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TinyCams explained - Charles Islas gives an account of the pros and cons of the tiny digital cameras now available.
By Charles Islas
Digital cameras have flooded the amateur and professional market. While a professional must invest several thousand dollars to get a camera with the control and features he needs, the magic number for the average consumer camera seems to float somewhere between $250 to $500 (US). But, what about those cheap, little, pocket sized cameras that you see on late night TV? What are they all about? How can they sell a digital camera for less than $100? And, now that you want one, do they really work?
Yes, they work. The Internet auction sites, my e-mail in-box, and my desktop are full of them. (I just can't resist.) There are dozens of models. They're called Pencams, SpyCams, CleverCams, 3 in One Cams, Pocket Cams, MegaCams, and more. To avoid confusion, I have taken the responsibility to name this category of digital cameras TinyCams. By my definition, TinyCams are cheap, plastic, pocket sized, digital cameras that use CMOS chip technology to capture images and translate them into digital format that you can display on your computer. TinyCams are everywhere.
The Islas Law of Electronic Gadgetry: 'The more money you spend, the more buttons you get'. $100 buys you two buttons. ON/OFF/MODE and SHUTTER BUTTON. These are very simple, point and shoot cameras. They have almost no controls. Focus is preset. Exposure and white light correction are automatic. There's no zoom, often no flash, and no built in preview screen. Expect to be able to shoot 100 to 300 photos on one set of alkalines. Most of today's TinyCams shoot 640 X 480 pixels images. That's about 0.3 megapixels and will fill your PC screen nicely. A couple of models now shoot 1.3 megapixel images and still sell for under $100. To produce a nice 8 X 10 inch print you need an image file with 2 to 3 megapixels of information. Ah, now you're beginning to understand.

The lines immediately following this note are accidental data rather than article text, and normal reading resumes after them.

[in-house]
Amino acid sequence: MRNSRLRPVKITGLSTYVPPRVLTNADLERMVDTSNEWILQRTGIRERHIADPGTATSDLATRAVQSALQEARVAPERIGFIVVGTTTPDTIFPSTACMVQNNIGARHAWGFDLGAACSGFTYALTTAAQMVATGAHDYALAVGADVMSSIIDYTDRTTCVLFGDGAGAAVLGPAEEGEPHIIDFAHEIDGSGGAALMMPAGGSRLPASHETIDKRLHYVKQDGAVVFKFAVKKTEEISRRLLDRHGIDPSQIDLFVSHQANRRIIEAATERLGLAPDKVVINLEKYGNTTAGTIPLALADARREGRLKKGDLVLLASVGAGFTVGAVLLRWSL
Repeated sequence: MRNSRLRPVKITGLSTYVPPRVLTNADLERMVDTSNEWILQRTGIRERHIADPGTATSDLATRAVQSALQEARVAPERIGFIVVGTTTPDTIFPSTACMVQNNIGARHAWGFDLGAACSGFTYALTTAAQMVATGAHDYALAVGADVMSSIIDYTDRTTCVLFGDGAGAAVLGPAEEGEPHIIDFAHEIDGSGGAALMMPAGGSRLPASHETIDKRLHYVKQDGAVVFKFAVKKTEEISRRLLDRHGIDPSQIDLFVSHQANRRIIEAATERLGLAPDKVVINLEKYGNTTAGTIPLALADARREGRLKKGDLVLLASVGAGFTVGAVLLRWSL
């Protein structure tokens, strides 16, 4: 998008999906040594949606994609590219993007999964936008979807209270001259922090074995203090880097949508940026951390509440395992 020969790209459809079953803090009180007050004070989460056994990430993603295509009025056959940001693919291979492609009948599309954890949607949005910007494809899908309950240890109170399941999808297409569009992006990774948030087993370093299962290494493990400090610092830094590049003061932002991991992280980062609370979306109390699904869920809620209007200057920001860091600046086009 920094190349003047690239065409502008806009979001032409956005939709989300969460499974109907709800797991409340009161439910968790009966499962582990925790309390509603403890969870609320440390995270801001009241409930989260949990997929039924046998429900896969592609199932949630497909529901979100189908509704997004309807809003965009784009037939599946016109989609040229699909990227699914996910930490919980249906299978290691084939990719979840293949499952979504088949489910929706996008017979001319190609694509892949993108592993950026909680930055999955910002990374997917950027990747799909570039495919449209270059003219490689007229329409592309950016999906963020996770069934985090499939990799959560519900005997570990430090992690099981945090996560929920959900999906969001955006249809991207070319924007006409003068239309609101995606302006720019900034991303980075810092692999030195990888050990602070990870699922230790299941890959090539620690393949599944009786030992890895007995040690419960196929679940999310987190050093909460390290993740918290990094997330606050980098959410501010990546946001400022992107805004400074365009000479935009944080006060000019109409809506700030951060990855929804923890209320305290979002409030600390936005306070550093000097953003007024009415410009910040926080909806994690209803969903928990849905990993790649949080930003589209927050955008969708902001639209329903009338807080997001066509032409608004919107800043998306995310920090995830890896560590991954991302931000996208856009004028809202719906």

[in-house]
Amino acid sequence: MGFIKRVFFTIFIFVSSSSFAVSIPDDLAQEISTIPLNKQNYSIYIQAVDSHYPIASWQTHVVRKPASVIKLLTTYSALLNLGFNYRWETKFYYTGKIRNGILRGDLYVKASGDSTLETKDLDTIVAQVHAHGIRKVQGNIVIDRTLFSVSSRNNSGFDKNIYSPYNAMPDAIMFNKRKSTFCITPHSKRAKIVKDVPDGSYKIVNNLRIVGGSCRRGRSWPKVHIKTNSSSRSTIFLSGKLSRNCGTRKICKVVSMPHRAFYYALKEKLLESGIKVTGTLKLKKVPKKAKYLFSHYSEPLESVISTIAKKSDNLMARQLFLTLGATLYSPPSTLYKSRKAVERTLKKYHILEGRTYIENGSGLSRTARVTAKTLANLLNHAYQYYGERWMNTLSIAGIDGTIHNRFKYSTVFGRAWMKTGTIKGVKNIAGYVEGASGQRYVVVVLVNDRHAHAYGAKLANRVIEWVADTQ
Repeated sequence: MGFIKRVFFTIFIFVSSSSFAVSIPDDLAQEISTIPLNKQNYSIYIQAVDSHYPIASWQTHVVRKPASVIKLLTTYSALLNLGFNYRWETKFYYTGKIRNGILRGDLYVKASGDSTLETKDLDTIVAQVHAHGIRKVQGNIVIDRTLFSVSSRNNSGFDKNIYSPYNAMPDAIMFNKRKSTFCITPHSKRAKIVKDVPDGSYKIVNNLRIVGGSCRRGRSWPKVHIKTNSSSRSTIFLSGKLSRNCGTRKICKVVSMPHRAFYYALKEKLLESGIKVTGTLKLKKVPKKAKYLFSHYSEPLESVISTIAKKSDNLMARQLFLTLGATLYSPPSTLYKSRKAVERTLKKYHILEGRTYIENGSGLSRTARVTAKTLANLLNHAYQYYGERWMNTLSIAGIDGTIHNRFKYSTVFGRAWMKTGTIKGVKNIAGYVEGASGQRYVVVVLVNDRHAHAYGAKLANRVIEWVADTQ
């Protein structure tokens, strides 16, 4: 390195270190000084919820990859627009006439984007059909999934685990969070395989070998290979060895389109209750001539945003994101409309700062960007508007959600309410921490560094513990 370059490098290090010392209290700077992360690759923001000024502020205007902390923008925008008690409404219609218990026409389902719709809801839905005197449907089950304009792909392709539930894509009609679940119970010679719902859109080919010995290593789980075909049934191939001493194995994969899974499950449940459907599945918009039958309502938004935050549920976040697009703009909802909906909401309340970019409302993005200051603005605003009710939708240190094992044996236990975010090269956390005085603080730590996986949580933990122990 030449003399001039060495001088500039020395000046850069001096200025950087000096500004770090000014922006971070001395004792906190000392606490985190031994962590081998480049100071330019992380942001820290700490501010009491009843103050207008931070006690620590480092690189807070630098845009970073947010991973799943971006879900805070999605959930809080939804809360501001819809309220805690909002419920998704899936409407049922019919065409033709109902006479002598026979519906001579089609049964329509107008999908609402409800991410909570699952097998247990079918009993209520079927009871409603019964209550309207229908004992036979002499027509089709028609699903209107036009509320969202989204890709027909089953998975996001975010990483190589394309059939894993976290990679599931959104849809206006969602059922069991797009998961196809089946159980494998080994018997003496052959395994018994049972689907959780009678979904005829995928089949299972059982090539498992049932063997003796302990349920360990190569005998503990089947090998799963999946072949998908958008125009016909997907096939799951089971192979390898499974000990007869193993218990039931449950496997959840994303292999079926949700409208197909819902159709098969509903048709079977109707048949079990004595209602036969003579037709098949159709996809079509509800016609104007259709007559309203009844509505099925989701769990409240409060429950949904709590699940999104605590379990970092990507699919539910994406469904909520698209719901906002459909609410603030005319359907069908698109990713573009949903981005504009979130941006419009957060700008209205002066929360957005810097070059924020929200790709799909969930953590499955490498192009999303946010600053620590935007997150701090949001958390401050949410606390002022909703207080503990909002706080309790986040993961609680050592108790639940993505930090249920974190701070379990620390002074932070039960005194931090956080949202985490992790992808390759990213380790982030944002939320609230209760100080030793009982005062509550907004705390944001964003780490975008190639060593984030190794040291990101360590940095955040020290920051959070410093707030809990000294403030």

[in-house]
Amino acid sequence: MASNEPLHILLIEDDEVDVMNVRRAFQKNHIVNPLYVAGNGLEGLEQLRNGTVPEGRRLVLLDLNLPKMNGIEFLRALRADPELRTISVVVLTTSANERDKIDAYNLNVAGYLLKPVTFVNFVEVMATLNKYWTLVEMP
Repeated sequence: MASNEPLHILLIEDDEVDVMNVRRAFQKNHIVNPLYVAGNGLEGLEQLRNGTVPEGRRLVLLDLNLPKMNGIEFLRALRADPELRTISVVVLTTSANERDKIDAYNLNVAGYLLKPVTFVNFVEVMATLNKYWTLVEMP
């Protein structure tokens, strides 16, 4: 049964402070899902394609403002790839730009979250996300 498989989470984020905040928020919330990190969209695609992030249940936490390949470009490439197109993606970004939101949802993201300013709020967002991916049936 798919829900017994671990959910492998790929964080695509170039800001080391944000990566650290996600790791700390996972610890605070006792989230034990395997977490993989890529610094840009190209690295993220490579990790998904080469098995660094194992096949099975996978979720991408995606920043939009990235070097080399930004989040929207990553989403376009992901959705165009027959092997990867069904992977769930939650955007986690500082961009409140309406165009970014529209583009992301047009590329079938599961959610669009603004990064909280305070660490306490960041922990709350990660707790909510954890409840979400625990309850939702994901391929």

They fit in your pocket and many of them are so small you can hide them in the palm of your hand. But they work! In fact there are some really good photographs being made by talented photographers who use these cameras. For examples visit www.pencam.org, www.elvisthefish.com and www.geocities.com/charles_islas. Put in some fresh batteries, turn it on, fill the little viewfinder with your image and squeeze the shutter button. With USB connections, transferring images to your PC is easy, even the first time. The colors are sometimes muted and the images tend to be overexposed in bright sunlight and underexposed indoors. But the raw images can be improved significantly with a little software manipulation. Reducing the image size to 480 X 360 or even 320 X 240 improves the overall quality considerably. This creates the perfect sized image for web pages and for sending to your friends and family by e-mail.
For a very small investment you can experience the rush of instant gratification when you see your first digital images appear on your PC monitor. You'll get a taste of the exciting world of digital photography. While I'm afraid of loosing my expensive, name brand, digital camera with all the buttons, I never worry about my TinyCams. If I drop one and step on it or leave behind in a restaurant, I can afford to buy a new one!
Now here's the best part. I carry a TinyCam (sometimes two) everywhere! Therefore, I shoot a lot more photos. Sure, some of my shots are junk. Some didn't get enough light, or are out of focus. I learn from those and then simply discard them. And since I don't have to think about exposure, depth of field, or focus, I spend more time composing my shots, trying different angles and being more creative. The result is that some of my photos are really good! And you know what? I'm becoming a better photographer!
What's the best model? Wow that's tough! While I'm writing this article AIPTEK's MegaCam is my choice. But ask me again next week.